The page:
This is an archived article that was published on sltrib.com in 2011, and information in the article may be outdated. It is provided only for personal research purposes and may not be reprinted.
Blaine and Norma Malquist used to keep a big, organic garden at their Nephi home. They grew veggies like carrots, squash, radishes and pumpkin, and they harvested fruits, including cherries, apples, peaches and apricots all of it pesticide-free.
Or at least that's what they thought.
Then they found out last summer about Juab County's mosquito abatement program and realized their organic garden along with their yard and their neighbors' was being fogged as often as twice a week in summer with Kontrol 4-4, an insecticide. They say they also traced family health problems to the spraying.
Now, as mosquito spraying gets under way throughout Utah, the Malquists have put the county on notice that they intend to sue over the anti-mosquito program.
"We feel it does damage to people's bodies and to the environment," said Blaine Malquist, who feels the spraying violates his property rights. "It's not a good way to [control mosquitoes] to spread this poison all over."
Their attorney, Randall K. Spencer, says the family is prepared to seek an injunction, if necessary, to stop the spraying.
Juab County Attorney Jared Eldridge said the county has been looking at the Malquists' claim. But there are no plans to stop spraying because the county has a responsibility to address the public health concerns presented by mosquitoes, including the deadly West Nile virus.
"The county has made every effort to address Mr. Malquist's concerns," Eldridge said. "I don't know what more the county can do."
The controversy in Juab County could be happening in virtually every populated area of the state.
There are 21 mosquito-control organizations in Utah, and many use Kontrol 4-4. It is considered "one of the safest products on the market" with an active ingredient that is man-made but mimics a natural pesticide in chrysanthemums, said Clark Burgess, director of the state's pesticide-safety office.
"Most of us are not going to see any negative impacts at all," said Randolph Sessions, executive director of the Utah Mosquito Abatement Association, a professional organization that offers training and support for the local abatement districts.
He noted the benefits of anti-mosquito programs getting rid of the annoying and sometimes dangerous pests. He cited mosquito-borne West Nile virus as an example.
According to the Utah Department of Health, the virus has been blamed for just one confirmed case of West Nile in Juab County and no deaths since a tally began in 2003.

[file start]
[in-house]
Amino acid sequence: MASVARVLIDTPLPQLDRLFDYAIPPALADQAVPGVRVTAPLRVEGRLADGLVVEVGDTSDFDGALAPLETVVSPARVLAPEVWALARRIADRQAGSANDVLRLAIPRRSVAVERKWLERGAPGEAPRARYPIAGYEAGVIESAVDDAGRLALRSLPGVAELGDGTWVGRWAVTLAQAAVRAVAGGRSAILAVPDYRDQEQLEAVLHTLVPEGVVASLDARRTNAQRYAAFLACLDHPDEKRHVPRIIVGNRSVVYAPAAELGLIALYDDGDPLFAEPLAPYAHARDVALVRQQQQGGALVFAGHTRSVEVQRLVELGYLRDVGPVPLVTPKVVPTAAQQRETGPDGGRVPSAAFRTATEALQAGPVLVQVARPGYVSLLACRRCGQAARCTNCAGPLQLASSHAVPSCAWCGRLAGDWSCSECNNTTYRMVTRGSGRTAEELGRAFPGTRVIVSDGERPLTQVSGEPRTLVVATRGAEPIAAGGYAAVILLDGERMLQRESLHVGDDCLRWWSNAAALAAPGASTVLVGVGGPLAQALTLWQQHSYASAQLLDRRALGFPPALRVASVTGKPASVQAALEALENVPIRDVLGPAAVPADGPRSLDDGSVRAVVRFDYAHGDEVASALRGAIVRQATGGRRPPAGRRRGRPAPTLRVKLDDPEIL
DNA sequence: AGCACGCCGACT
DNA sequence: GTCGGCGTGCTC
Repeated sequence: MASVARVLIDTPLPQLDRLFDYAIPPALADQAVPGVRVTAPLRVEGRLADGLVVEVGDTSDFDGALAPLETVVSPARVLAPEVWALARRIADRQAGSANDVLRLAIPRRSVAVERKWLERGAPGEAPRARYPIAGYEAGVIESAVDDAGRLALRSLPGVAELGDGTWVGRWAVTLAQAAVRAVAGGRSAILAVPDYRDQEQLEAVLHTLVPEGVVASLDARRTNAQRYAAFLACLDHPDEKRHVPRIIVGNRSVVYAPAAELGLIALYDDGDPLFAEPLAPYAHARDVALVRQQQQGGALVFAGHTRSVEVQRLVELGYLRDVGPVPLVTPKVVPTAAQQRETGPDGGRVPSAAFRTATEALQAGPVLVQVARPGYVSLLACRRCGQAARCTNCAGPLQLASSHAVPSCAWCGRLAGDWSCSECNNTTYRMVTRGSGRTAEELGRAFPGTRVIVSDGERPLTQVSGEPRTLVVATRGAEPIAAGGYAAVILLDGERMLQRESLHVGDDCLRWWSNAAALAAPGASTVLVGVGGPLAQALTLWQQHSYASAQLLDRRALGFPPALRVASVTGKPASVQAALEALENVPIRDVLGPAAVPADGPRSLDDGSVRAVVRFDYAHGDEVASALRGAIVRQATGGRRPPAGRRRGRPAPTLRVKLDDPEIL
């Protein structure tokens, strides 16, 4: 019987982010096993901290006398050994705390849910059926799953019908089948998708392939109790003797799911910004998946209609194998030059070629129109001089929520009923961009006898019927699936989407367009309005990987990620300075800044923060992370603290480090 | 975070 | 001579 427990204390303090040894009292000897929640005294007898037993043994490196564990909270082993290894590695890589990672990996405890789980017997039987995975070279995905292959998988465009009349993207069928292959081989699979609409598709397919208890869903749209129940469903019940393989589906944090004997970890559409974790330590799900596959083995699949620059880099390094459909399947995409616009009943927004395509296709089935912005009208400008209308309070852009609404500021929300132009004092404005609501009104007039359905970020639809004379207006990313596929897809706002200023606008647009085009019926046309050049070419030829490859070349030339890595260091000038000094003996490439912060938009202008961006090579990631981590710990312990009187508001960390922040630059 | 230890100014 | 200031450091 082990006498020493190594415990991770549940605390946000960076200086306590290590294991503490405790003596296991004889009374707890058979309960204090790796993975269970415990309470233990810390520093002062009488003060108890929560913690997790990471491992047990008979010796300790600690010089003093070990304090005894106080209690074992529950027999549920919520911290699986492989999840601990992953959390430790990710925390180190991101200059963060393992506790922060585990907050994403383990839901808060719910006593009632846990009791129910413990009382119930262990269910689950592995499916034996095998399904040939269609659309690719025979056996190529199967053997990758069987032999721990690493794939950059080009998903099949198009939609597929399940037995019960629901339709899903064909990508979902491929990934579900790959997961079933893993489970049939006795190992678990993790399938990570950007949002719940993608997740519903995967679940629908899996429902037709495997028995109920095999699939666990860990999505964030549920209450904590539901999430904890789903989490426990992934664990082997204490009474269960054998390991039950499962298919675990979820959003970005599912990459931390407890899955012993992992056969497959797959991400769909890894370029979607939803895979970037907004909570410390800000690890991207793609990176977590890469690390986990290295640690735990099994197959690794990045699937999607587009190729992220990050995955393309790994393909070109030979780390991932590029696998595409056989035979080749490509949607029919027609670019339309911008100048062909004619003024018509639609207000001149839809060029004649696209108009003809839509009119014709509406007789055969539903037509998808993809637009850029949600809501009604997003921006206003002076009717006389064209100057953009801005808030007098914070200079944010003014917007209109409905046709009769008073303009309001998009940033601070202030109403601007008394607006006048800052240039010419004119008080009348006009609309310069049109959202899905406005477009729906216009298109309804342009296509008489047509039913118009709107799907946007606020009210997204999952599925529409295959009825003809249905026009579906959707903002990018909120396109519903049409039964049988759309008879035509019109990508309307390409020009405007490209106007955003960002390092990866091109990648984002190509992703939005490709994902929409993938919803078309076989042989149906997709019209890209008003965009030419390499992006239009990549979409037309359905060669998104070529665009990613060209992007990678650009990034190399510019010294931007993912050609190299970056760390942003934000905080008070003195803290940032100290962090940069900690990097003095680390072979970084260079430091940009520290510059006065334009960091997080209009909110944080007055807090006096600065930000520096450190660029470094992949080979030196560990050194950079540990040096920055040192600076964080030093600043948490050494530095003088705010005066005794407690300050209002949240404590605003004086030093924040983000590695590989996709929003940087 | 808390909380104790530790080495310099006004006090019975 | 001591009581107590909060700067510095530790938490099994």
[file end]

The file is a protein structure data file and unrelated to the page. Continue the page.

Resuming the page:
"That's a result," said Sessions, "of good mosquito control."
He said people do complain sometimes, and mosquito-control districts try to address those concerns by sometimes creating no-spray zones.
"Right next door, there might be people who do want to be sprayed because they don't want the mosquitoes," Sessions said. "Life without some kind of mosquito control in Utah would be pretty miserable."
Spencer, the Malquists' attorney, said the bottom line for his clients is to prevent further spraying.
Before enlisting his aid, the Nephi family met repeatedly with county officials. Their daughter is sensitive to chemicals and has allergies that, like their own health issues, seem to get worse when the spraying is happening, they said.
They allege in their claim that the county fails to notify residents about "fogging," which sometimes happens when the wind speed is 10 mph or faster, and that spraying sometimes takes place during times when children are still outside playing.
Also, their claim says, the county fails to inform the public about vital safety information about what to do when the pesticide gets on skin: rinse for 15-20 minutes. The county employees who do the fogging also use far more pesticide than necessary, the claim says.
These are violations of state and federal law, said Spencer. He noted that the county officially has until mid-July to respond to the Malquists' request even though the mosquito season is now under way.
"The Malquists are not out to make gobs of money on this," he said. "They just want the county to stop spraying. If [county officials] do not agree to do that, then we will fight it out in court."
What are the symptoms of West Nile Virus?
Most people will not even know they are infected.
About 20 percent of infected people develop flu-like symptoms. This is called West Nile fever. These people may have a fever, body aches, and possibly a rash.
Of those who become infected, 1 in 150 will go on to have the more severe form of the disease. They may have a stiff neck and muscle weakness, and they may become confused or disoriented. Such people may have seizures, go into a coma, and, on rare occasions, may die. People over the age of 50 are at highest risk of getting the severe infection.
Source: Utah Department of Health
Mosquito programs getting under way statewide
Utah's mosquito-control programs normally begin months before mosquitoes become a problem, usually in May. In March and April, abatement districts look for signs of mosquitoes in standing water and other places that are favorite breeding grounds. Fogging usually begins when adults become active. Utah's 21 anti-mosquito programs including three in Salt Lake County use insecticides approved for use in residential areas by the U.S. Environmental Protection Agency. This season's spraying is just beginning now, about three weeks later than most years, because of unusually cold weather. Anyone with more questions or concerns about mosquito abatement in his or her area can call the local district.
Source: Utah Mosquito Abatement Association